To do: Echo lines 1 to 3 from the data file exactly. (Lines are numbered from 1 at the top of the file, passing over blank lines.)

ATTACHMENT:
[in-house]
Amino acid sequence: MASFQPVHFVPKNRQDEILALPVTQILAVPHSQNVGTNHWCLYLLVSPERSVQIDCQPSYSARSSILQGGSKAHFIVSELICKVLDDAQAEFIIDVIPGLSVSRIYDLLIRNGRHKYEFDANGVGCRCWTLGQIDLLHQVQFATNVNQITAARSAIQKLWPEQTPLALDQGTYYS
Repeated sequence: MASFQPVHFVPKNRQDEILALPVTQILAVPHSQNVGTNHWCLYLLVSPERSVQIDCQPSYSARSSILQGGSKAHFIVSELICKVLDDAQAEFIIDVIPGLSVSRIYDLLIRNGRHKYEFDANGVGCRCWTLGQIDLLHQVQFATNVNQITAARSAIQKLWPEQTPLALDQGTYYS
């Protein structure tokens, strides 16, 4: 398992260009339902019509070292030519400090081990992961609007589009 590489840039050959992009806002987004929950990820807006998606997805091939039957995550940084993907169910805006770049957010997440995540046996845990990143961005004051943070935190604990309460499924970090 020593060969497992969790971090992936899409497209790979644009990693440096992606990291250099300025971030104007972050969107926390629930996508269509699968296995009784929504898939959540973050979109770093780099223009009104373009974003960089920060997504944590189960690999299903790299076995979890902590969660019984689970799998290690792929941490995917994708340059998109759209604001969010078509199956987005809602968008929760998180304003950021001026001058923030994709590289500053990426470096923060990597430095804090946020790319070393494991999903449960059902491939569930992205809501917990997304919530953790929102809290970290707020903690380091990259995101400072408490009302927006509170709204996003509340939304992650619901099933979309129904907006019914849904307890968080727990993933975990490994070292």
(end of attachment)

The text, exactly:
[in-house]
Amino acid sequence: MASFQPVHFVPKNRQDEILALPVTQILAVPHSQNVGTNHWCLYLLVSPERSVQIDCQPSYSARSSILQGGSKAHFIVSELICKVLDDAQAEFIIDVIPGLSVSRIYDLLIRNGRHKYEFDANGVGCRCWTLGQIDLLHQVQFATNVNQITAARSAIQKLWPEQTPLALDQGTYYS
Repeated sequence: MASFQPVHFVPKNRQDEILALPVTQILAVPHSQNVGTNHWCLYLLVSPERSVQIDCQPSYSARSSILQGGSKAHFIVSELICKVLDDAQAEFIIDVIPGLSVSRIYDLLIRNGRHKYEFDANGVGCRCWTLGQIDLLHQVQFATNVNQITAARSAIQKLWPEQTPLALDQGTYYS